Was not so boring, because I presented a talk to a group of senior citizens (read grown folks over sixty) along with Reham in an event called Dialogue With Seniors. It was titled “Life in two of Africa’s biggest cities: Ibadan and Cairo.”
I enjoyed it because, contrary to my early apprehensions, they were quite amiable and relaxed. It was a thoroughly enjoyable experience of speaking about everything from food to dressing to greeting to customs to religion and to malaria and HIV/AIDS. I showed them a picture of real Nigerian yams, as well as cocoa, both of which they were seeing for the very first time. They had seen Hershey’s, M&Ms and Snickers before, but this was the first time of seeing what cocoa really looked like. They asked questions and I responded. When Reham spoke, I learnt a few new things about Egypt and Arabic as well. It’s funny how much of what we had to say bounced off each other, as well as off the Americans. Cairo is Africa’s largest city while Ibadan is the second largest – by geography. The Nile in Egypt is the longest river in Africa while the Mississippi just close by is the second longest river in the world. (This fact about the Nile has amazed me since I grew up to realize that – contrary to the song we were taught in primary school – the Mississippi was NOT the longest river in the world. I wonder who came up with the song then.)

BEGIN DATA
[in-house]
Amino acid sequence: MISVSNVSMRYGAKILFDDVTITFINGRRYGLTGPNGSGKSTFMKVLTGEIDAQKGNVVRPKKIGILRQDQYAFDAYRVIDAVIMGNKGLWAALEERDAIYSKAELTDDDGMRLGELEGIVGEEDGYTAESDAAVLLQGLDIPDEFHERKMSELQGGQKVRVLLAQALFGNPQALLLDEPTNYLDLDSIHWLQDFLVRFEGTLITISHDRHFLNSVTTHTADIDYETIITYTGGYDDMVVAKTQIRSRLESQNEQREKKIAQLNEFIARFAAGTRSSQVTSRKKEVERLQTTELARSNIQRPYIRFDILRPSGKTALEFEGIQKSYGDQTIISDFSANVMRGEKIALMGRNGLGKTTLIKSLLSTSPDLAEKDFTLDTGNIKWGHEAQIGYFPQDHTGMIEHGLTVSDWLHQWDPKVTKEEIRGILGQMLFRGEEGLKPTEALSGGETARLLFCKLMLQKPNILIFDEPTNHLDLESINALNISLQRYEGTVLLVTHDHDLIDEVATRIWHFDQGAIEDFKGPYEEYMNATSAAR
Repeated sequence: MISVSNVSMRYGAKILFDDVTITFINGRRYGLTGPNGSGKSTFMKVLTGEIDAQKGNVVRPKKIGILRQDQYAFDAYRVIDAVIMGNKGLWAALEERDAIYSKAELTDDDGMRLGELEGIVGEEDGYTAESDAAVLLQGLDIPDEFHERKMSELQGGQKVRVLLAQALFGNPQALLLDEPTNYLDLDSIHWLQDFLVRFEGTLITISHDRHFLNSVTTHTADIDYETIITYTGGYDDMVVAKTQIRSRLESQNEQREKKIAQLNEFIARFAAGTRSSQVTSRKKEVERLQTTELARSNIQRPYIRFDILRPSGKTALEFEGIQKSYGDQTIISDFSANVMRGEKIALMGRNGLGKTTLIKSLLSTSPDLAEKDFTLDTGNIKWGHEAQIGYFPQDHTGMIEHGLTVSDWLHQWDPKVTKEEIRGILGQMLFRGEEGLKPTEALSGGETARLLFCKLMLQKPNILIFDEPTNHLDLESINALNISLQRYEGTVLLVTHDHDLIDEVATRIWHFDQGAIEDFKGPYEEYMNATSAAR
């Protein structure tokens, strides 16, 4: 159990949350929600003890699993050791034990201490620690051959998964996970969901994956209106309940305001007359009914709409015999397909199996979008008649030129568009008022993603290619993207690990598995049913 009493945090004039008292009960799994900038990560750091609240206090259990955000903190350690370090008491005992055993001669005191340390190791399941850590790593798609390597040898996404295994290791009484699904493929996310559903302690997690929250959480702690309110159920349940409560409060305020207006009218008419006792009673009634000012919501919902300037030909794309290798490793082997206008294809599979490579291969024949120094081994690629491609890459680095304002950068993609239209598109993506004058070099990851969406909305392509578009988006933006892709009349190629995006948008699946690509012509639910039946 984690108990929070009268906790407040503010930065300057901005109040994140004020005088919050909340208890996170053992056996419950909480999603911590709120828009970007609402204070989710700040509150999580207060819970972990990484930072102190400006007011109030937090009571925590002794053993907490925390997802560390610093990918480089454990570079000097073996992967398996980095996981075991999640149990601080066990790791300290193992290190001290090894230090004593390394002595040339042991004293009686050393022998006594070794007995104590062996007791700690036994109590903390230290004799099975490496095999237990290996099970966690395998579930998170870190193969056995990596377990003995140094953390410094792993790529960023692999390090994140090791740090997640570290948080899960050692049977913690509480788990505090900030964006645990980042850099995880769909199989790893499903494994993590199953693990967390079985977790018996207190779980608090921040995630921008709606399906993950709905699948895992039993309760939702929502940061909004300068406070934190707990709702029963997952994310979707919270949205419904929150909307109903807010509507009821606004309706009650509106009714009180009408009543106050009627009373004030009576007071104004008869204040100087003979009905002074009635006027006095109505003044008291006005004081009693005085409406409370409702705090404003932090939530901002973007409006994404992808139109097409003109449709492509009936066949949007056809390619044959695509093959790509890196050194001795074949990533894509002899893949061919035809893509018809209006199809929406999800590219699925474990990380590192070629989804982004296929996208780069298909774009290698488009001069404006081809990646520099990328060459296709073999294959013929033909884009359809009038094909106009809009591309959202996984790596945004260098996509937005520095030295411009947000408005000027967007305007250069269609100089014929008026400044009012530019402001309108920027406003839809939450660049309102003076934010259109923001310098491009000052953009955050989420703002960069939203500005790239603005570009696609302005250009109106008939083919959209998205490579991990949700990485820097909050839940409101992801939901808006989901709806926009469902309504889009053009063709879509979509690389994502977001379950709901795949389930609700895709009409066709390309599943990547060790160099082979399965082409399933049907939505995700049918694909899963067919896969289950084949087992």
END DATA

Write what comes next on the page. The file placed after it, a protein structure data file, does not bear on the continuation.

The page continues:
Yesterday, I participated in a similar seminar, this time for a class of students of English language teaching. Along with visiting scholars from Iran and Azerbaijan, we sat and answered questions about the difference in the University and learning environments in our countries and the United States, where they diverged, and where they were similar, and what we thought each could learn from each other. That was fun too. There were no “high tables”, just chairs. One thing I learnt from that event was that in Iran, since the Islamic Revolution of 1979, boys and girls were separated into same-sex high schools and don’t have any form of social interactions until they gain admissions into the University. According to the Iranian speakers, this causes a lot of frustrations when they eventually get into the University and have to engage in social interactions, it becomes awkward. I could almost say the same for Nigeria of a few generations back as well, but not as a result of a government decision or anything. Most parental restrictions on their children (derived from a claimed divine injunction to “train the child in the way he should go”) often result in poorly sociable human beings unleashed on the society.
In all, it has been a wonderful week so far, except for the ugly news of the loss of my files and all my student’s data and academic scores in my now unrecoverable hard drive. Well, the week is just half gone. Let’s see what tomorrow brings.